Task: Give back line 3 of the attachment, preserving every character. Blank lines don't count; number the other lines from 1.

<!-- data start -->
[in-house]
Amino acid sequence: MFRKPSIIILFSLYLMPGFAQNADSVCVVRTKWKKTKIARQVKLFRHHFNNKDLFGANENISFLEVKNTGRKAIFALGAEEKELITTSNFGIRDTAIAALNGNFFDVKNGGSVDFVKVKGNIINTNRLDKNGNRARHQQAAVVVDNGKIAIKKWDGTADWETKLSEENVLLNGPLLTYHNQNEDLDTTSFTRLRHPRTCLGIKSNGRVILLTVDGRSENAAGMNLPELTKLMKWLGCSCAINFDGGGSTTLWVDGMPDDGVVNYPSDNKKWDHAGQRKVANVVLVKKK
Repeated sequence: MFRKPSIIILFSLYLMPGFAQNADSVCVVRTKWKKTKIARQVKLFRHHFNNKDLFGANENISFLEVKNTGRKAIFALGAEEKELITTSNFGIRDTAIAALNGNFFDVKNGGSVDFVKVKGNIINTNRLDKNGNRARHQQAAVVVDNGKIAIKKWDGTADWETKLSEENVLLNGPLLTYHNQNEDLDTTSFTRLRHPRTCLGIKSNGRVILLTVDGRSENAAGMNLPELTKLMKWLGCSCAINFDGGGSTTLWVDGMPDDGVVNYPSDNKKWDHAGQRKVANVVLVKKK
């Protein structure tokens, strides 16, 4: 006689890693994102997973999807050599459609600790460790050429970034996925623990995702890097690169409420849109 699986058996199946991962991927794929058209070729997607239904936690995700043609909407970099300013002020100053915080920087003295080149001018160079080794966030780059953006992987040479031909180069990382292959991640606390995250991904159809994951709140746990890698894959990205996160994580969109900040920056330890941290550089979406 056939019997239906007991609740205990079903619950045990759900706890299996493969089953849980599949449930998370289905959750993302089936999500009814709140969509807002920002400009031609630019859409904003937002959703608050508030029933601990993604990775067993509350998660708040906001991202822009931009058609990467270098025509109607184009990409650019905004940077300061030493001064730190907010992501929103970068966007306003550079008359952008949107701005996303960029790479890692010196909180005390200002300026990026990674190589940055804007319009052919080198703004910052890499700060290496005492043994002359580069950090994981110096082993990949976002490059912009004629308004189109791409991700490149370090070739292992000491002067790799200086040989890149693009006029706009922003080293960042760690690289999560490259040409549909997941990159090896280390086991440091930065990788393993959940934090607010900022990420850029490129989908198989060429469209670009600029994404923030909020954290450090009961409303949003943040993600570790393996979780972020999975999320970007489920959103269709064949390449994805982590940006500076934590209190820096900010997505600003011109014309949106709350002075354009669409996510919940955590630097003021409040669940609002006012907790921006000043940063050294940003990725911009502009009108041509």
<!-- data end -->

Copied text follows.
Repeated sequence: MFRKPSIIILFSLYLMPGFAQNADSVCVVRTKWKKTKIARQVKLFRHHFNNKDLFGANENISFLEVKNTGRKAIFALGAEEKELITTSNFGIRDTAIAALNGNFFDVKNGGSVDFVKVKGNIINTNRLDKNGNRARHQQAAVVVDNGKIAIKKWDGTADWETKLSEENVLLNGPLLTYHNQNEDLDTTSFTRLRHPRTCLGIKSNGRVILLTVDGRSENAAGMNLPELTKLMKWLGCSCAINFDGGGSTTLWVDGMPDDGVVNYPSDNKKWDHAGQRKVANVVLVKKK